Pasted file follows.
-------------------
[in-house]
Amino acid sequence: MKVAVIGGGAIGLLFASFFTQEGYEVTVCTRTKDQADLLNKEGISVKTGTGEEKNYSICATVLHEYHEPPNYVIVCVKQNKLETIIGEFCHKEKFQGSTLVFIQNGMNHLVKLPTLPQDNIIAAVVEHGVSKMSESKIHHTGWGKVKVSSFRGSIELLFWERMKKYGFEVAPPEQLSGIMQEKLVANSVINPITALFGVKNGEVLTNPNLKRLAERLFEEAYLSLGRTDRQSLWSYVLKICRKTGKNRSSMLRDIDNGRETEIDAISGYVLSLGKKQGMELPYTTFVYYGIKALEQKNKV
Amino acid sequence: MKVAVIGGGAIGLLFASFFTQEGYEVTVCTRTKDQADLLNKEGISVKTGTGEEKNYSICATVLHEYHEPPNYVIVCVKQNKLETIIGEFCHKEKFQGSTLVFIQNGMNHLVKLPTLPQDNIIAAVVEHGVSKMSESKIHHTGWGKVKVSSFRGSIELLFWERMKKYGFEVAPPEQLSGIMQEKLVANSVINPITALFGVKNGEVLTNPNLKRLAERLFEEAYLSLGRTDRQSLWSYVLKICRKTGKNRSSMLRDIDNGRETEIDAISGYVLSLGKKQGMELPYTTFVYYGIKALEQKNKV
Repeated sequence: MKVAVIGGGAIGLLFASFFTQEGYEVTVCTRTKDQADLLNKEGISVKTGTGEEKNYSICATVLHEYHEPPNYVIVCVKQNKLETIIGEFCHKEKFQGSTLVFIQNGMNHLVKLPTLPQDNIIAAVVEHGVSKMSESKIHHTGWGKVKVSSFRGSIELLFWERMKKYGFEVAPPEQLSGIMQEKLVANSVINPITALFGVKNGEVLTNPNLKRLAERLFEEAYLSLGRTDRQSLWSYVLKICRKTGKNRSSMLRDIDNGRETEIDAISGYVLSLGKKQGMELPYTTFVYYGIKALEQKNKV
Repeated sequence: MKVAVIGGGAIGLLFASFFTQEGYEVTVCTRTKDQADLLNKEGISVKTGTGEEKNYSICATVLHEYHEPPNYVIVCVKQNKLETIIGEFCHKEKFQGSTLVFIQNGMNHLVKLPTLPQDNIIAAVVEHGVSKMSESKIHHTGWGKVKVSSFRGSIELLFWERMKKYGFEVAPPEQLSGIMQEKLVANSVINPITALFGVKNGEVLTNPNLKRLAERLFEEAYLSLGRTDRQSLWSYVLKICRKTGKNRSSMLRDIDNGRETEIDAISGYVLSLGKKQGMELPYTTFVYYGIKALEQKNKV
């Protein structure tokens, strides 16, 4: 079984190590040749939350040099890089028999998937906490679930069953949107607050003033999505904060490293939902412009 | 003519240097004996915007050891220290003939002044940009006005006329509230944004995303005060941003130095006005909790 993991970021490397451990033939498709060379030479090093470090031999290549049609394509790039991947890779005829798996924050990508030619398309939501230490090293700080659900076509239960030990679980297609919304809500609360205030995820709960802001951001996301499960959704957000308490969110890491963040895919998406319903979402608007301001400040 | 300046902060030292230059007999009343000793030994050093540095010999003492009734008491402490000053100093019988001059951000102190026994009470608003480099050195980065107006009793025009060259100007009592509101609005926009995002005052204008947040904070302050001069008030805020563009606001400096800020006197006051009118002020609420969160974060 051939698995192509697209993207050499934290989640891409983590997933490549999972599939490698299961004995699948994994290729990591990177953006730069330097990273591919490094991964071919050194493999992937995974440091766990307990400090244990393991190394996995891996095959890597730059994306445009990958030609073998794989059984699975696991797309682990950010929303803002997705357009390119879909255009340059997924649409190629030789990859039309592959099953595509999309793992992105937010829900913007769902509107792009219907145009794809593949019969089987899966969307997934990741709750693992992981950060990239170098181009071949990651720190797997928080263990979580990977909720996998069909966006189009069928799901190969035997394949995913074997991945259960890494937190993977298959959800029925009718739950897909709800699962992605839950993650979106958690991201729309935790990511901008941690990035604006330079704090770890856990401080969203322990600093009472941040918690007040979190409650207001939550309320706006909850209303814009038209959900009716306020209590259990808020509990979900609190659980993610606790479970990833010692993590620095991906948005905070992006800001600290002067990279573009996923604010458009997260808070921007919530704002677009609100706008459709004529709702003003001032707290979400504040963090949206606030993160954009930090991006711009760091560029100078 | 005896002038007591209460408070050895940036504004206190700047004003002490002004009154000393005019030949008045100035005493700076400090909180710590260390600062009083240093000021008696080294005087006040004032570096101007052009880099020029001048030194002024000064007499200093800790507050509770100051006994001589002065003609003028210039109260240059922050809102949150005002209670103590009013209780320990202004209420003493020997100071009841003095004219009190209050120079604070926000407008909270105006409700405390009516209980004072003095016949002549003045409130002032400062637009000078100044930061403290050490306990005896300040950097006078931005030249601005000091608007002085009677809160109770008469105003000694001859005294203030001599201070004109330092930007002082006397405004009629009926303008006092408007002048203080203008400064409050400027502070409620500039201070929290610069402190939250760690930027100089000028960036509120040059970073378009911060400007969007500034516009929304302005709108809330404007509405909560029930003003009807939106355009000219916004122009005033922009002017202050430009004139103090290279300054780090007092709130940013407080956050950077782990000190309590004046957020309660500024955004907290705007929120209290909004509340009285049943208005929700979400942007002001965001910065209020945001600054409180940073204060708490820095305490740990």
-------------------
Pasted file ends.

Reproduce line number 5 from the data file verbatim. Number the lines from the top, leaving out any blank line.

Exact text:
Repeated sequence: MKVAVIGGGAIGLLFASFFTQEGYEVTVCTRTKDQADLLNKEGISVKTGTGEEKNYSICATVLHEYHEPPNYVIVCVKQNKLETIIGEFCHKEKFQGSTLVFIQNGMNHLVKLPTLPQDNIIAAVVEHGVSKMSESKIHHTGWGKVKVSSFRGSIELLFWERMKKYGFEVAPPEQLSGIMQEKLVANSVINPITALFGVKNGEVLTNPNLKRLAERLFEEAYLSLGRTDRQSLWSYVLKICRKTGKNRSSMLRDIDNGRETEIDAISGYVLSLGKKQGMELPYTTFVYYGIKALEQKNKV